In 1977, two Boeing 747s collided on an airstrip in the Canary Islands. According to accident investigators, those who survived the initial blast in one plane had time to escape before a fire consumed the wreckage. But eyewitnesses reported that many remained in their seat looking perfectly content — as if nothing was wrong.
Not surprisingly, dozens of these dazed victims were burned to death, and the episode became a reminder of the so-called normalcy bias — a cognitive phenomenon whereby many who are faced with imminent disaster instantly convince themselves that everything is normal and that they don't have to modify their behavior.
Unpleasant as this anecdote is to recount, it exemplifies the psychology at the root of one of America's most destructive traits: our obsession with materialism and consumerism. To extrapolate the metaphor, if our damaged economy, record-low savings rate and sky-high personal debt levels are that smoldering plane about to explode, then America's "shop till you drop" normalcy bias may be engineering yet another avoidable tragedy.
The most recent holiday binge exemplified the impending crisis. Despite persistent unemployment, flat wages and higher prices for necessities (food, health care, etc.), America nonetheless went on its usual post-Thanksgiving buying spree.
A glance at new data from the holiday season tells this story. After Black Friday's now-annual melee of hyper-aggressive shoppers, the Washington Post reported that Christmas saw credit card purchases jump 7 percent over last year. Meanwhile, the Federal Reserve bank reported that consumer borrowing surged to pre-recession levels; Forbes reported that online holiday spending hit a record; and the Los Angeles Times reported that "consumer spending "grew faster than people's take-home incomes" as households "cut their savings rate (to) support their purchases of cars and other goods and services."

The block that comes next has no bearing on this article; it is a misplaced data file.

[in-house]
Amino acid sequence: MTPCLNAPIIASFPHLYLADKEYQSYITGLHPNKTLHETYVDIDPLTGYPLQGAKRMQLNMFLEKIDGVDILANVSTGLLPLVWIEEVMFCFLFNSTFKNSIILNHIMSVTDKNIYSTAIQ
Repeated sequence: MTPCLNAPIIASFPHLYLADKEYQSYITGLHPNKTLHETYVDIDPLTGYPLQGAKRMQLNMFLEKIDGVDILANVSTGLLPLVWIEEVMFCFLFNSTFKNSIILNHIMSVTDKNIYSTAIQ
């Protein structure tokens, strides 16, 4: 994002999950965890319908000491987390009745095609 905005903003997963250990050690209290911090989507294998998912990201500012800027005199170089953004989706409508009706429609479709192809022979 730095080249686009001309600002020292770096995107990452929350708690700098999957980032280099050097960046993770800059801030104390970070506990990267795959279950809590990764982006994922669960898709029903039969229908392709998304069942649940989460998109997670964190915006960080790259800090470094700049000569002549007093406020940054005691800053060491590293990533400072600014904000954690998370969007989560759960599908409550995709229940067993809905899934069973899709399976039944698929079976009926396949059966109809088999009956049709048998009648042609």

In the face of such self-destructive behavior, it's worth asking: Why is overconsumption still the preferred "normal" in America? The flippant answer is that it's simply hard for shopaholics to break old habits. But while that's certainly true, it's not the whole story when enablers are everywhere.
Turn on the television, and you'll inevitably face a bevy of ads telling you to buy something — a cellphone, a television, a car, anything! — even if you don't actually need the product. Look around at the economy and you'll see growing industries that are based not on fulfilling customers' basic needs but on satiating consumers' materialist impulses. Tune into politics and you'll hear policies touted for how they will prompt even more consumer spending.
Of course, that latter enabler — politics — is the most powerful of all, as our national leaders regularly tout consumption for its own sake.
Recall that in the face of the planet's climate change and resource crises, then-Vice President Dick Cheney denigrated the notion of frugality, saying, "Conservation may be a sign of personal virtue, but it is not a sufficient basis for a sound, comprehensive energy policy." Likewise, Rudy "America's Mayor" Giuliani told everyone not to sacrifice after 9/11 but instead to "go shopping." And last month, Bloomberg News headlined a dispatch "Bernanke Prods Savers to Become Consumers," highlighting how the "easy money" lending policies of the nation's chief banker was reinvigorating the culture of gluttony.
Just five years ago, this same Fed chairman was rightly imploring Americans to "forgo consumption or leisure" in order to start reshaping our economy around sustainability and thrift. But after the financial crisis, he, like so many politicians, became just another passenger on that burning plane.
Paralyzed by the normalcy bias, Bernanke and other leaders keep calmly imploring us to go about our business ... move along ... and that's what we keep doing, even though the fuselage may soon go up in flames.
David Sirota is best-selling author of the new book "Back to Our Future: How the 1980s Explain the World We Live In Now." He hosts the morning show on AM760 in Colorado. Email him at firstname.lastname@example.org, follow him on Twitter @davidsirota or visit his website at DavidSirota.com.